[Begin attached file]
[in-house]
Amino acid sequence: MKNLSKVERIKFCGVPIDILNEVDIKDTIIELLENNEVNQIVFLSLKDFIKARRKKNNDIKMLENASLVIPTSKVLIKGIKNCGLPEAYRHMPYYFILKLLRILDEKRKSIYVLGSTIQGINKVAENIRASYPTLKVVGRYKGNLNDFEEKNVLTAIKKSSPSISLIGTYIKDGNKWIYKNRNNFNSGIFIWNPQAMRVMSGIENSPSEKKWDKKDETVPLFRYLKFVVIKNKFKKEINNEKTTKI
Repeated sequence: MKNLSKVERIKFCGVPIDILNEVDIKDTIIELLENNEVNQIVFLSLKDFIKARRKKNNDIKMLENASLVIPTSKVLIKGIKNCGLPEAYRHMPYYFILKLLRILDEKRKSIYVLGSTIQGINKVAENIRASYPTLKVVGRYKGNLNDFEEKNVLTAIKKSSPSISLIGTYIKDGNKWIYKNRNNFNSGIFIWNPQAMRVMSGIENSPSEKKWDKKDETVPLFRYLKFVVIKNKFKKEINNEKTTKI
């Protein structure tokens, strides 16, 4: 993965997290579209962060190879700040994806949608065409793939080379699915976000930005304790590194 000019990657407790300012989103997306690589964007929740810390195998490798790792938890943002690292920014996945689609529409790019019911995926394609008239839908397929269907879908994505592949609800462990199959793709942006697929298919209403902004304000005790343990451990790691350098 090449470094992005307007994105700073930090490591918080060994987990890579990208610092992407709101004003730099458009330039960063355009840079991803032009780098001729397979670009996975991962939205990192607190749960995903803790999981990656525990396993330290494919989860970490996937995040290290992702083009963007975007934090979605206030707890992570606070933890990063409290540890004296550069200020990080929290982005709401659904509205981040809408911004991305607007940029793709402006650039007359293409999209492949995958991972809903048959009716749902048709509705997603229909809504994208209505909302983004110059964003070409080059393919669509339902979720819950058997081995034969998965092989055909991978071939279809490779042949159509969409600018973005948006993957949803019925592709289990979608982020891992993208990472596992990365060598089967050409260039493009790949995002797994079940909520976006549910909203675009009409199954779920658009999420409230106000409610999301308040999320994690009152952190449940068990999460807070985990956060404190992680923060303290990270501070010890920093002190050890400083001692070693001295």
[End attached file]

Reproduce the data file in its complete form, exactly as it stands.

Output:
[in-house]
Amino acid sequence: MKNLSKVERIKFCGVPIDILNEVDIKDTIIELLENNEVNQIVFLSLKDFIKARRKKNNDIKMLENASLVIPTSKVLIKGIKNCGLPEAYRHMPYYFILKLLRILDEKRKSIYVLGSTIQGINKVAENIRASYPTLKVVGRYKGNLNDFEEKNVLTAIKKSSPSISLIGTYIKDGNKWIYKNRNNFNSGIFIWNPQAMRVMSGIENSPSEKKWDKKDETVPLFRYLKFVVIKNKFKKEINNEKTTKI
Repeated sequence: MKNLSKVERIKFCGVPIDILNEVDIKDTIIELLENNEVNQIVFLSLKDFIKARRKKNNDIKMLENASLVIPTSKVLIKGIKNCGLPEAYRHMPYYFILKLLRILDEKRKSIYVLGSTIQGINKVAENIRASYPTLKVVGRYKGNLNDFEEKNVLTAIKKSSPSISLIGTYIKDGNKWIYKNRNNFNSGIFIWNPQAMRVMSGIENSPSEKKWDKKDETVPLFRYLKFVVIKNKFKKEINNEKTTKI
């Protein structure tokens, strides 16, 4: 993965997290579209962060190879700040994806949608065409793939080379699915976000930005304790590194 000019990657407790300012989103997306690589964007929740810390195998490798790792938890943002690292920014996945689609529409790019019911995926394609008239839908397929269907879908994505592949609800462990199959793709942006697929298919209403902004304000005790343990451990790691350098 090449470094992005307007994105700073930090490591918080060994987990890579990208610092992407709101004003730099458009330039960063355009840079991803032009780098001729397979670009996975991962939205990192607190749960995903803790999981990656525990396993330290494919989860970490996937995040290290992702083009963007975007934090979605206030707890992570606070933890990063409290540890004296550069200020990080929290982005709401659904509205981040809408911004991305607007940029793709402006650039007359293409999209492949995958991972809903048959009716749902048709509705997603229909809504994208209505909302983004110059964003070409080059393919669509339902979720819950058997081995034969998965092989055909991978071939279809490779042949159509969409600018973005948006993957949803019925592709289990979608982020891992993208990472596992990365060598089967050409260039493009790949995002797994079940909520976006549910909203675009009409199954779920658009999420409230106000409610999301308040999320994690009152952190449940068990999460807070985990956060404190992680923060303290990270501070010890920093002190050890400083001692070693001295």